Squashes go by many names – gourds, zucchinis, courgettes, mini pumpkins.
Squashes are one of the easiest vegetables to grow in the garden. Though they aren’t technically a vegetable, they are actually a herb, and the squash is the fruit of the herb. Squashes are great to grow because they grow like crazy and produce large harvests.
Squash can be grown anywhere, in a 10-litre pot on a warm balcony or terrace, in a pallet collar, in the garden, in a greenhouse, or even right on top of the compost heap. The most important thing is that the area has plenty of hours of sunshine every day and that there is enough space. Summer squash is harvested and eaten in summer, when the fruits are about 15 cm long. The more you harvest, the more fruits the plant will produce. Winter squash (or pumpkin as it is also known) has slightly firmer flesh and is harvested in late summer or early autumn. This gives it time to form a thicker skin so it’s suitable for storing. Winter squash can be stored at normal room temperature for several months. You can also eat the blossoms the squash produces.
TIP! If you don't have time to use up all the summer squash it can be frozen. Cut it into slices or chunks, cook for a minute, then leave to cool and put in the freezer. It’s great to have on hand for rich winter stews!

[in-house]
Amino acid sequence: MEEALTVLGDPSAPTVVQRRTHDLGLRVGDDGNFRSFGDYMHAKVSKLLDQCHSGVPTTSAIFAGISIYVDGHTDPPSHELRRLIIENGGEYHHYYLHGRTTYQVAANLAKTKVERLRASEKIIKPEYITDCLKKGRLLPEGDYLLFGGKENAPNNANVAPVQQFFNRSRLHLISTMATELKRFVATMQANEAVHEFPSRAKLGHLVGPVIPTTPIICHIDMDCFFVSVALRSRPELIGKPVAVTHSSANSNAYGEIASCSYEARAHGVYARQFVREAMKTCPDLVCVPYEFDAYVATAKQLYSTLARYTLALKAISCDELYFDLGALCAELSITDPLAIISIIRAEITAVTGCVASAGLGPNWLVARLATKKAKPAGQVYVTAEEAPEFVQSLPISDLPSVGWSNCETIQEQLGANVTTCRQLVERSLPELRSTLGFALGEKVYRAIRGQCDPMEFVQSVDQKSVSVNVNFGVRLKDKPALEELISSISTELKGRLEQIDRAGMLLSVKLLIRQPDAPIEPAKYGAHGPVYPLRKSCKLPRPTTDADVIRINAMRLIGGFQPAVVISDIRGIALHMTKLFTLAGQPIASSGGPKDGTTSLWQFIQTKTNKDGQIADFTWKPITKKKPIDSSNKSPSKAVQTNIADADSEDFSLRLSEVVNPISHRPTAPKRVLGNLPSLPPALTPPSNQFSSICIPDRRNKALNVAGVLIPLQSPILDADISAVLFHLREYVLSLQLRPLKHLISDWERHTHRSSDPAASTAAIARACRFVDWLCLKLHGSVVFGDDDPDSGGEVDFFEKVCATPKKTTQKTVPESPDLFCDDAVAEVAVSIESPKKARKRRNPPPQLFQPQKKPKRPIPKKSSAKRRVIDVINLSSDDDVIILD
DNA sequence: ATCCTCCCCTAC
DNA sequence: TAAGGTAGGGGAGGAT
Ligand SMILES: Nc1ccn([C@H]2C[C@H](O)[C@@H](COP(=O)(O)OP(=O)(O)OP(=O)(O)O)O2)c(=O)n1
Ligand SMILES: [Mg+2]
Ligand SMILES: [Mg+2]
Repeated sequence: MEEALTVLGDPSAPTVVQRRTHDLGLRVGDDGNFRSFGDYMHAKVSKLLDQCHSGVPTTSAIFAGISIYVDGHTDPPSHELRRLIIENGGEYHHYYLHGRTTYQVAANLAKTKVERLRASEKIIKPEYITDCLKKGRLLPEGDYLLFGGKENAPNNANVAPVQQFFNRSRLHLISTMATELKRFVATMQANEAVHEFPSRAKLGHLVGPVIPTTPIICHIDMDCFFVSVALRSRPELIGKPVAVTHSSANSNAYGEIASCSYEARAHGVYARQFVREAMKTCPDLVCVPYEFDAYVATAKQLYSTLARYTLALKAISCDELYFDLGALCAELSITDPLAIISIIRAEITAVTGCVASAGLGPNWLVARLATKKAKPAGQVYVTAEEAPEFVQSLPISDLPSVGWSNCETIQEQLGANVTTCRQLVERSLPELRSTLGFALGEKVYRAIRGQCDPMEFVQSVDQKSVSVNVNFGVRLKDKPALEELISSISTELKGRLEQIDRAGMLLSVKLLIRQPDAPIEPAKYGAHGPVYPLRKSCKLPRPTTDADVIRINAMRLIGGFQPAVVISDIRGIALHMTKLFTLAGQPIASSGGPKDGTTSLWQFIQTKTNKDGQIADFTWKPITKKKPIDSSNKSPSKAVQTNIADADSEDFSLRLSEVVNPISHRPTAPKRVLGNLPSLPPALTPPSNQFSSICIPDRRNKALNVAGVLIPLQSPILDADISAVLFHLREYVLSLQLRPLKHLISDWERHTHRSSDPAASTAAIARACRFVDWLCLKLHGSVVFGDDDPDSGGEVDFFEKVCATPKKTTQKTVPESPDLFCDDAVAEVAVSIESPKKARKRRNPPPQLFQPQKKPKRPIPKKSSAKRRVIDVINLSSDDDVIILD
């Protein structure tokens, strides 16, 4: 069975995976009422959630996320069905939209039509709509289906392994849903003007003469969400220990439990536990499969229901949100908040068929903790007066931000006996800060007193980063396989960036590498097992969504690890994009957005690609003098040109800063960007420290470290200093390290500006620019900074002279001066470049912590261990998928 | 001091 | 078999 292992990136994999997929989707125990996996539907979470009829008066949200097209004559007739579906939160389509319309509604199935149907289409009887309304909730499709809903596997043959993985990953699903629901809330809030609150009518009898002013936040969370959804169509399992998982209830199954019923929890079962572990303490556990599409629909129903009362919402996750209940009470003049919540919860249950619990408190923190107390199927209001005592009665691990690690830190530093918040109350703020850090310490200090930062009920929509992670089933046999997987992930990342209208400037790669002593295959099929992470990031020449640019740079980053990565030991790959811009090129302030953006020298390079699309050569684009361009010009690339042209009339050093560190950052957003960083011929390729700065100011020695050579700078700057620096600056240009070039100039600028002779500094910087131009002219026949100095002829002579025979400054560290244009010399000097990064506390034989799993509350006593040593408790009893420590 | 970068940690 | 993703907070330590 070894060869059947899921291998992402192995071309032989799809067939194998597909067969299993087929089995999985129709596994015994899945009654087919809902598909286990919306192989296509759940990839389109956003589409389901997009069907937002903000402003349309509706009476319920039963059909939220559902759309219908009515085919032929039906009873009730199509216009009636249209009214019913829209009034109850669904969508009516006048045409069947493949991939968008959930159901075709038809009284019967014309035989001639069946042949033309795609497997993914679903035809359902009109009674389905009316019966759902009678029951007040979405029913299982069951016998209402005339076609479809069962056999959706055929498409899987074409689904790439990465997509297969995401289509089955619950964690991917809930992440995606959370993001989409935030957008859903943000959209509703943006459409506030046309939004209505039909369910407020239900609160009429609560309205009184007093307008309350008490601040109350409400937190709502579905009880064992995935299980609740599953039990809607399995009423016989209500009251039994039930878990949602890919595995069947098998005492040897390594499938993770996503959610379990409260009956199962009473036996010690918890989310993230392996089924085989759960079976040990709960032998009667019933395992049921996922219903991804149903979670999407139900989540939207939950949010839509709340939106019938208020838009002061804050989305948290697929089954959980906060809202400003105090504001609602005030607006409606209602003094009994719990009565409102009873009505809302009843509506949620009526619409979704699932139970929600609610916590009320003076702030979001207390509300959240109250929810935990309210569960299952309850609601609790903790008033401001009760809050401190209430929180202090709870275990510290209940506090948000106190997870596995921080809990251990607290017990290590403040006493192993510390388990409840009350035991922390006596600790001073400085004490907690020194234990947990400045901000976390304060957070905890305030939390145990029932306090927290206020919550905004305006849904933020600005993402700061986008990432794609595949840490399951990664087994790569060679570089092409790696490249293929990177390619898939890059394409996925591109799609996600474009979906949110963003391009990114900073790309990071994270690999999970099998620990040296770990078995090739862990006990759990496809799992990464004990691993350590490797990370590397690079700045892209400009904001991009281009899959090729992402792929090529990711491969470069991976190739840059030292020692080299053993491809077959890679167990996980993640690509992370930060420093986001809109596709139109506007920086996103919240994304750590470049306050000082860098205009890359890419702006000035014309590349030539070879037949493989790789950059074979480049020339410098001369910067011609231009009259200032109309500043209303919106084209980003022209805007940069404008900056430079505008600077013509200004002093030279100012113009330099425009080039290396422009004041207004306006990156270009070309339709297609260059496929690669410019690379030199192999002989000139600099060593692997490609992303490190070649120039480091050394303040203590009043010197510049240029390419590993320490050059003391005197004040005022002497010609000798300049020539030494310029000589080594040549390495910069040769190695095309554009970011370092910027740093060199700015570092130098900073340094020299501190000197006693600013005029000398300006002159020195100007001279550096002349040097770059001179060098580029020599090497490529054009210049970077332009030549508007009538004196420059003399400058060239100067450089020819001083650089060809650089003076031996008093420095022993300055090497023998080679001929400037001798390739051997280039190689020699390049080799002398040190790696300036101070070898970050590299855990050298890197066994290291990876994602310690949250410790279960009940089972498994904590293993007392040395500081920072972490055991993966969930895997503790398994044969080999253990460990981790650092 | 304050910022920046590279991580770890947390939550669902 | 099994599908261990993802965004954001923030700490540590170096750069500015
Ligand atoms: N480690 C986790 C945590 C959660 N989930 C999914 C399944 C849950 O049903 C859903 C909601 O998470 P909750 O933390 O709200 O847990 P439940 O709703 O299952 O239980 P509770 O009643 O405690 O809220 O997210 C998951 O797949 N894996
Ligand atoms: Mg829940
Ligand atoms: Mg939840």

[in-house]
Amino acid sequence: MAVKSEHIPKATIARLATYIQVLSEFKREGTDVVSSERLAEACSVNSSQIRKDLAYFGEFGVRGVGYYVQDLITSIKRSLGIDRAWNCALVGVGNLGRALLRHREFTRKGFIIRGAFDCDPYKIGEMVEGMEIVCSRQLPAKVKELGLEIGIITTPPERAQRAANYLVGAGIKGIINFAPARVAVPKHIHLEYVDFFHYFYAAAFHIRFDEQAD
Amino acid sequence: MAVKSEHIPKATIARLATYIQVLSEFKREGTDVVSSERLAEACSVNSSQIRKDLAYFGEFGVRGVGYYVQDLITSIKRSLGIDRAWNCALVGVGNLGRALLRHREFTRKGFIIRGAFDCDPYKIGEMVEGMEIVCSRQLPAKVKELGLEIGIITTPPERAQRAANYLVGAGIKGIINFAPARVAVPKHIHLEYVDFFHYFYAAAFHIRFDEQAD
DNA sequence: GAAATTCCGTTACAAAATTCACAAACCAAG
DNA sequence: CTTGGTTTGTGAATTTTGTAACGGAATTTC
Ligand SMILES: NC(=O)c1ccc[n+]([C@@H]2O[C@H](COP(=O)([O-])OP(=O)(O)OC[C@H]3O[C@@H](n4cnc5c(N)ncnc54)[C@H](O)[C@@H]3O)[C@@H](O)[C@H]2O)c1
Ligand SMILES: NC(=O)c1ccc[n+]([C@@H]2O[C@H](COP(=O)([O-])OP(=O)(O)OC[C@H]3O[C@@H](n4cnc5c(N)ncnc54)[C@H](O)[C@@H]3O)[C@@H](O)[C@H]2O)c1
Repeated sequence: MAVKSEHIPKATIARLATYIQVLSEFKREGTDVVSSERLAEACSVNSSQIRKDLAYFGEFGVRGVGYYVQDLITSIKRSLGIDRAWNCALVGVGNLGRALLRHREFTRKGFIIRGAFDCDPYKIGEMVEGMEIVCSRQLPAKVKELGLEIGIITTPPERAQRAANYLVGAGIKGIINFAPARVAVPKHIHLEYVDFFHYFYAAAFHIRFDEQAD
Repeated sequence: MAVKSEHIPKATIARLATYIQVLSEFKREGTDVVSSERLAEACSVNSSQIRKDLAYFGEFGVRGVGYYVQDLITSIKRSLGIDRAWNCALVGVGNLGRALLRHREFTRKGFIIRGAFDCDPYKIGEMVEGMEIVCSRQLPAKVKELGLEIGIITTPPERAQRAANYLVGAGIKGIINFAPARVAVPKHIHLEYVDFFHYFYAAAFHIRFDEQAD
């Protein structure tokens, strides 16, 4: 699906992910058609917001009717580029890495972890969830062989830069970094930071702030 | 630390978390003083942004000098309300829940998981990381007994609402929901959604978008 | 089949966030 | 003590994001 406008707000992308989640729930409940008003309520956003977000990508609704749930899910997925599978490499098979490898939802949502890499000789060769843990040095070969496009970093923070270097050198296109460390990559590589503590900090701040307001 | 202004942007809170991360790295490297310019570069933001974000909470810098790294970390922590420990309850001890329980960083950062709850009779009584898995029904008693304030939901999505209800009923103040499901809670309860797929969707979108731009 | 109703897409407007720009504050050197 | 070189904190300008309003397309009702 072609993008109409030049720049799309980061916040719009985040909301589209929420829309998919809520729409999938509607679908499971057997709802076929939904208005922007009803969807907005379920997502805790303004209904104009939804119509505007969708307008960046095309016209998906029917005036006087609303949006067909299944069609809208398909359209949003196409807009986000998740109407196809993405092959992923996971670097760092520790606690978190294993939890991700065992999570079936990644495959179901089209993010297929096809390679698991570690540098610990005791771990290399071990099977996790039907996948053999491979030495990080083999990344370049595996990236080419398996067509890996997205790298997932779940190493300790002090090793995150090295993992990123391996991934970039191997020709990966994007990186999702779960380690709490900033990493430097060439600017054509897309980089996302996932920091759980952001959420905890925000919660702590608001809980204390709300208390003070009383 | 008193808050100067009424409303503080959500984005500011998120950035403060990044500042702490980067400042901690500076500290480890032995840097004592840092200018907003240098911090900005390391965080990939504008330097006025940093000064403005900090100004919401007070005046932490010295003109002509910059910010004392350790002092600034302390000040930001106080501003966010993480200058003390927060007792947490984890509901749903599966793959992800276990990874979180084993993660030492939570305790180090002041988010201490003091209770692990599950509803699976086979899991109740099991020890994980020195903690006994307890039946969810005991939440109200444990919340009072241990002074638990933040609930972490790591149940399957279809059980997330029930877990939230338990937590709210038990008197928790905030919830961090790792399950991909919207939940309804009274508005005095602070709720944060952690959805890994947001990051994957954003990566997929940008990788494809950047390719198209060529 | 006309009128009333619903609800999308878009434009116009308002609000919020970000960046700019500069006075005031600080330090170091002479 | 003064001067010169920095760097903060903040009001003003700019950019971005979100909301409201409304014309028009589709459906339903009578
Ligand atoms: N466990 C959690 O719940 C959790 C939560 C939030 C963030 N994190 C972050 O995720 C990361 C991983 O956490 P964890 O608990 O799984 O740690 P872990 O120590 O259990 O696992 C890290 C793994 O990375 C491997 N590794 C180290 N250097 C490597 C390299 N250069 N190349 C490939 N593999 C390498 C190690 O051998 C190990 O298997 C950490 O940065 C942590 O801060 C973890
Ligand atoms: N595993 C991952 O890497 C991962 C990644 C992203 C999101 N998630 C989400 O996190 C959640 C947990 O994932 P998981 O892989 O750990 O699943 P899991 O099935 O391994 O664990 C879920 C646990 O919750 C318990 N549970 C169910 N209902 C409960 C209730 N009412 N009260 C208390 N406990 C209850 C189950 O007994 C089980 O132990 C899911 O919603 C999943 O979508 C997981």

Since squash plants are sensitive to frost and also grow quickly, you need to wait until early May before sowing your squash. Starting seeds takes between 2 and 4 weeks and it is best to plant them out in June when frost-free conditions are guaranteed. Find your favourite variety in our seed range. For example, try our ‘Black Forest’ or ‘Ola Escaladora’ climbing varieties, which are easy to harvest as the fruit develops higher up the plant.
A good cultivation method for small areas is called ‘The Three Sisters’. It involves growing sweetcorn, squash and beans together in a small group. The corn will grow tall, so that the beans can climb on it. The beans fix nitrogen in the soil, giving the squash plenty of nutrients. The squash covers the soil and prevents weeds from taking hold. Growing different crops together is also good for the insect life in your garden. Suitable varieties to choose for The Three Sisters Method are ‘Sweet Nugget’ or ‘Golden Bantam’ corn varieties, ‘Emperol’ or ‘Black Beauty’ squash varieties, and ‘Blue Lake’, ‘Carminat’, or ‘Neckargold’ bean varieties. See our seed range for more varieties.
TIP! Water the seedlings with Biohumus tea, or mix Biohumus into the soil to make the plants stronger and more resistant to pests and diseases such as mildew and root rot.
It is important to harden off the plants before planting them outside. This means spending a week or two getting the plants used to the outdoor environment. Put the plants outside every day in a shady, protected spot, preferably covered with fibre cloth. Start with a couple of hours, then increase the time. Acclimatise them to sunlight slowly too so the leaves don’t get burnt. Once the plants are at their final growing site, protect them with fibre cloth until they start to flower.
In southern Sweden, squash can be sown outdoors when the soil is at least 15°C. Use a soil thermometer! Cover the seeds with fibre cloth, as squash really loves heat and will not germinate if it is too cold.